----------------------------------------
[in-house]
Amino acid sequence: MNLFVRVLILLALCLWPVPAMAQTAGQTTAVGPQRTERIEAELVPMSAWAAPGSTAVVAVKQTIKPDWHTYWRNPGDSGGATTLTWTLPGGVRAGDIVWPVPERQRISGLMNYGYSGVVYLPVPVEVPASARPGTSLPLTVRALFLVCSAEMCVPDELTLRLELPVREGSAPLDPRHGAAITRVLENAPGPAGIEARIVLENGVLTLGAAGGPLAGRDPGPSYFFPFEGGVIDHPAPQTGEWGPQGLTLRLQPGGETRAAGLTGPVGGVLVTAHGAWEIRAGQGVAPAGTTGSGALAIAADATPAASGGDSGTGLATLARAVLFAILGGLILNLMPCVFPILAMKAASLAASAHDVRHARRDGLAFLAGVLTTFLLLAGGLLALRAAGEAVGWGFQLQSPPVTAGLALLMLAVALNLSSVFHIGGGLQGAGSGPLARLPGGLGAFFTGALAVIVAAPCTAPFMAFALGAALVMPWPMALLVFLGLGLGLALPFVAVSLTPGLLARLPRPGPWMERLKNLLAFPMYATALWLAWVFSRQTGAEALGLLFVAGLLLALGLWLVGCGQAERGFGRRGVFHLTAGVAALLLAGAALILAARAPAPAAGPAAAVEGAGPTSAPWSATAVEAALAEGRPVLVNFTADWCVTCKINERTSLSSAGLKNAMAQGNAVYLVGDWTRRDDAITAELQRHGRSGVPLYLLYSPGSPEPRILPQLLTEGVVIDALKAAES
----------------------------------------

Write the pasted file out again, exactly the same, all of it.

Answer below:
[in-house]
Amino acid sequence: MNLFVRVLILLALCLWPVPAMAQTAGQTTAVGPQRTERIEAELVPMSAWAAPGSTAVVAVKQTIKPDWHTYWRNPGDSGGATTLTWTLPGGVRAGDIVWPVPERQRISGLMNYGYSGVVYLPVPVEVPASARPGTSLPLTVRALFLVCSAEMCVPDELTLRLELPVREGSAPLDPRHGAAITRVLENAPGPAGIEARIVLENGVLTLGAAGGPLAGRDPGPSYFFPFEGGVIDHPAPQTGEWGPQGLTLRLQPGGETRAAGLTGPVGGVLVTAHGAWEIRAGQGVAPAGTTGSGALAIAADATPAASGGDSGTGLATLARAVLFAILGGLILNLMPCVFPILAMKAASLAASAHDVRHARRDGLAFLAGVLTTFLLLAGGLLALRAAGEAVGWGFQLQSPPVTAGLALLMLAVALNLSSVFHIGGGLQGAGSGPLARLPGGLGAFFTGALAVIVAAPCTAPFMAFALGAALVMPWPMALLVFLGLGLGLALPFVAVSLTPGLLARLPRPGPWMERLKNLLAFPMYATALWLAWVFSRQTGAEALGLLFVAGLLLALGLWLVGCGQAERGFGRRGVFHLTAGVAALLLAGAALILAARAPAPAAGPAAAVEGAGPTSAPWSATAVEAALAEGRPVLVNFTADWCVTCKINERTSLSSAGLKNAMAQGNAVYLVGDWTRRDDAITAELQRHGRSGVPLYLLYSPGSPEPRILPQLLTEGVVIDALKAAES